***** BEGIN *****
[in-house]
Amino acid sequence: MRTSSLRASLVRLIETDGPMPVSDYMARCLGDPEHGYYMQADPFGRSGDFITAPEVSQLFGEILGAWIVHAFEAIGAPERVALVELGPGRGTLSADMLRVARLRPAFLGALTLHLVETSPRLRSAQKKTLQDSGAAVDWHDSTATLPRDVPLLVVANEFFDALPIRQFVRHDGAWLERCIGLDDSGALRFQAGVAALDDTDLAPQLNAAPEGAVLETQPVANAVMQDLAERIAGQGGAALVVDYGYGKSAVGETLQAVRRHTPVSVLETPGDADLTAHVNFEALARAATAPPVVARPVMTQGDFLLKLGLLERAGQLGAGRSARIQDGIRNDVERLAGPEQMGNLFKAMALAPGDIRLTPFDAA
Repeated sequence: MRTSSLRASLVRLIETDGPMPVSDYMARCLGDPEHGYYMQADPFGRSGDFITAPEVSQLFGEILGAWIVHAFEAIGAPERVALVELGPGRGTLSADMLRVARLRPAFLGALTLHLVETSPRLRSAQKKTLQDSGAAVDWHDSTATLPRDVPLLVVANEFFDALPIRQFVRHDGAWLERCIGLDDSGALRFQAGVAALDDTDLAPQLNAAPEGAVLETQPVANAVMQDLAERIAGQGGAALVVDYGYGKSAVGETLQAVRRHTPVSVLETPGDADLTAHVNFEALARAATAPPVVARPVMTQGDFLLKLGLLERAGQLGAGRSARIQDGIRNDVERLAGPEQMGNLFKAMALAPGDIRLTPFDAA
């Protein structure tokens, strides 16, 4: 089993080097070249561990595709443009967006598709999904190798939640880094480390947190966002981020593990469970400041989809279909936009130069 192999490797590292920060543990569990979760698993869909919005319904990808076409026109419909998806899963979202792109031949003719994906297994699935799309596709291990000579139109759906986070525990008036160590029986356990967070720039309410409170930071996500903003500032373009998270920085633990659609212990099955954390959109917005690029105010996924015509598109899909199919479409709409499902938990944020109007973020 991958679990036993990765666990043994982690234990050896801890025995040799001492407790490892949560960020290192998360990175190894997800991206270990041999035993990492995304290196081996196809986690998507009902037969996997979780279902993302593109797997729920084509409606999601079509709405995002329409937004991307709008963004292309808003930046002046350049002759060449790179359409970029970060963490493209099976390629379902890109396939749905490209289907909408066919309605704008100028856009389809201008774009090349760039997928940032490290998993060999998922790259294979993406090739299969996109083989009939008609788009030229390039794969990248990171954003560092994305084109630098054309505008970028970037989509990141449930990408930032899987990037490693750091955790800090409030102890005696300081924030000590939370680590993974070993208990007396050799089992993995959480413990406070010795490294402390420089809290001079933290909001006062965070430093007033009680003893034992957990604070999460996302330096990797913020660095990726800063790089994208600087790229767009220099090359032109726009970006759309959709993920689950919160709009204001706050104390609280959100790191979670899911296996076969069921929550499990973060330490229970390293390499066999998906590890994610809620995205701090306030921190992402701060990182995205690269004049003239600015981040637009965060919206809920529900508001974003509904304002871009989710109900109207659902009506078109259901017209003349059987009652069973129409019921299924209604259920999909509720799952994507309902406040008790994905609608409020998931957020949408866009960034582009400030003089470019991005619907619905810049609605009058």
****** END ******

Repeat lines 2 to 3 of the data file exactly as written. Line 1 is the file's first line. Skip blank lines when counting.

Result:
Amino acid sequence: MRTSSLRASLVRLIETDGPMPVSDYMARCLGDPEHGYYMQADPFGRSGDFITAPEVSQLFGEILGAWIVHAFEAIGAPERVALVELGPGRGTLSADMLRVARLRPAFLGALTLHLVETSPRLRSAQKKTLQDSGAAVDWHDSTATLPRDVPLLVVANEFFDALPIRQFVRHDGAWLERCIGLDDSGALRFQAGVAALDDTDLAPQLNAAPEGAVLETQPVANAVMQDLAERIAGQGGAALVVDYGYGKSAVGETLQAVRRHTPVSVLETPGDADLTAHVNFEALARAATAPPVVARPVMTQGDFLLKLGLLERAGQLGAGRSARIQDGIRNDVERLAGPEQMGNLFKAMALAPGDIRLTPFDAA
Repeated sequence: MRTSSLRASLVRLIETDGPMPVSDYMARCLGDPEHGYYMQADPFGRSGDFITAPEVSQLFGEILGAWIVHAFEAIGAPERVALVELGPGRGTLSADMLRVARLRPAFLGALTLHLVETSPRLRSAQKKTLQDSGAAVDWHDSTATLPRDVPLLVVANEFFDALPIRQFVRHDGAWLERCIGLDDSGALRFQAGVAALDDTDLAPQLNAAPEGAVLETQPVANAVMQDLAERIAGQGGAALVVDYGYGKSAVGETLQAVRRHTPVSVLETPGDADLTAHVNFEALARAATAPPVVARPVMTQGDFLLKLGLLERAGQLGAGRSARIQDGIRNDVERLAGPEQMGNLFKAMALAPGDIRLTPFDAA